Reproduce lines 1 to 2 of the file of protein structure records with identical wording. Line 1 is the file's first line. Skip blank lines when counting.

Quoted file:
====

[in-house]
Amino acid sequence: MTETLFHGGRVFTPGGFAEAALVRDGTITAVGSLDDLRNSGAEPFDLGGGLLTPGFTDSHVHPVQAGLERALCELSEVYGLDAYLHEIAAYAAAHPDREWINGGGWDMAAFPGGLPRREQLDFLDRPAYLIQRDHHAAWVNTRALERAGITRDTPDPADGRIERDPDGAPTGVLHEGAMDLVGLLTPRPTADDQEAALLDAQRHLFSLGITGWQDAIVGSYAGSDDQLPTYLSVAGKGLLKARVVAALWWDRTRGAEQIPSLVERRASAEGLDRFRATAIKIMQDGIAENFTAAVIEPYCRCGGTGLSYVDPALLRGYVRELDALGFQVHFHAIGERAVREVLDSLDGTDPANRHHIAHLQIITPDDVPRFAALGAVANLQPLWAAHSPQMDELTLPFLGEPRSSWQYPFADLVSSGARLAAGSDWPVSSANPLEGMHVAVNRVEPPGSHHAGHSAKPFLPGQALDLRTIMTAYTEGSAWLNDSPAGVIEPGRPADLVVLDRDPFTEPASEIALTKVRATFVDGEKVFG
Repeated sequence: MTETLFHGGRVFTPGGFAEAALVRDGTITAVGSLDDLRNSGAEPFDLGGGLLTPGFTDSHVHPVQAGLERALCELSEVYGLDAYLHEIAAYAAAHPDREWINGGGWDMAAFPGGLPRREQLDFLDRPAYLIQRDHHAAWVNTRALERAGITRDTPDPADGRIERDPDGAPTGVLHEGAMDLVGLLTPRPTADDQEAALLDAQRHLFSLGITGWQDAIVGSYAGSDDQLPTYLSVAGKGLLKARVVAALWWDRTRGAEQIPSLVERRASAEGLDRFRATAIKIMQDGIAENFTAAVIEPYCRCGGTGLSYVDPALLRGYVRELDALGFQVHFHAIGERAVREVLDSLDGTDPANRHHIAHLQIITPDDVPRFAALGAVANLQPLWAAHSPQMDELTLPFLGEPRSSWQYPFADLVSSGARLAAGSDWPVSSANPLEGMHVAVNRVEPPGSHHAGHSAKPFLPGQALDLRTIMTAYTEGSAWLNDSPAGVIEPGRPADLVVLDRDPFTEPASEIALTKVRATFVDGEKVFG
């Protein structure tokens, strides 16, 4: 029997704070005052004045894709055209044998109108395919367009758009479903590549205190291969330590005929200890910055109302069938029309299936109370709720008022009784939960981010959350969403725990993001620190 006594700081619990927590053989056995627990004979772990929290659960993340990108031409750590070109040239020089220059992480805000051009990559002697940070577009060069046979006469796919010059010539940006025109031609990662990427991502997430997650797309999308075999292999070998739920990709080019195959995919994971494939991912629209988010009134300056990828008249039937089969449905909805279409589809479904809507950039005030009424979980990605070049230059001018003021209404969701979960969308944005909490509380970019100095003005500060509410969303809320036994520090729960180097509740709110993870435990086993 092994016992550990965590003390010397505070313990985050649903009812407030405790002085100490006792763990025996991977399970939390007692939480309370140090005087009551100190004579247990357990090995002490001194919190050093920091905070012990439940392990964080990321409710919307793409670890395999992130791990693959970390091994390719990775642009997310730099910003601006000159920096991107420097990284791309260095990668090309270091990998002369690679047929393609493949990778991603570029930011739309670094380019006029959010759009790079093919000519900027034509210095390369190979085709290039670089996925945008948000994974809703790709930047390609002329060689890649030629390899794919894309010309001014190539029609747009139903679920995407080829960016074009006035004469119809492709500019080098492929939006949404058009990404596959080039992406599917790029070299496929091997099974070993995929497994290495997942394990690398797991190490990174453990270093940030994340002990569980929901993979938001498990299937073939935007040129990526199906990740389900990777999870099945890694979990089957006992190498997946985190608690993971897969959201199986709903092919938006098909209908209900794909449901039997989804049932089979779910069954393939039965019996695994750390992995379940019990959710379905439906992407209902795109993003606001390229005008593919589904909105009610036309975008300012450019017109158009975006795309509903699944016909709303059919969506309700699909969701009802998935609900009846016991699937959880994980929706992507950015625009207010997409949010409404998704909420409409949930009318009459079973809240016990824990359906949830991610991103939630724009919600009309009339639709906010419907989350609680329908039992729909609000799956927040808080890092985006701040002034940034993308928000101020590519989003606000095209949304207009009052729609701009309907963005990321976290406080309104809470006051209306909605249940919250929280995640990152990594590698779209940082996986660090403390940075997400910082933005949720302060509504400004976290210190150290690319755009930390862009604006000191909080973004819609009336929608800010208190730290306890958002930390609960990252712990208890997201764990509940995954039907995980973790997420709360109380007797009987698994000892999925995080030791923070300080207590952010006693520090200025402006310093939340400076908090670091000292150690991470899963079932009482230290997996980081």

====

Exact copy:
[in-house]
Amino acid sequence: MTETLFHGGRVFTPGGFAEAALVRDGTITAVGSLDDLRNSGAEPFDLGGGLLTPGFTDSHVHPVQAGLERALCELSEVYGLDAYLHEIAAYAAAHPDREWINGGGWDMAAFPGGLPRREQLDFLDRPAYLIQRDHHAAWVNTRALERAGITRDTPDPADGRIERDPDGAPTGVLHEGAMDLVGLLTPRPTADDQEAALLDAQRHLFSLGITGWQDAIVGSYAGSDDQLPTYLSVAGKGLLKARVVAALWWDRTRGAEQIPSLVERRASAEGLDRFRATAIKIMQDGIAENFTAAVIEPYCRCGGTGLSYVDPALLRGYVRELDALGFQVHFHAIGERAVREVLDSLDGTDPANRHHIAHLQIITPDDVPRFAALGAVANLQPLWAAHSPQMDELTLPFLGEPRSSWQYPFADLVSSGARLAAGSDWPVSSANPLEGMHVAVNRVEPPGSHHAGHSAKPFLPGQALDLRTIMTAYTEGSAWLNDSPAGVIEPGRPADLVVLDRDPFTEPASEIALTKVRATFVDGEKVFG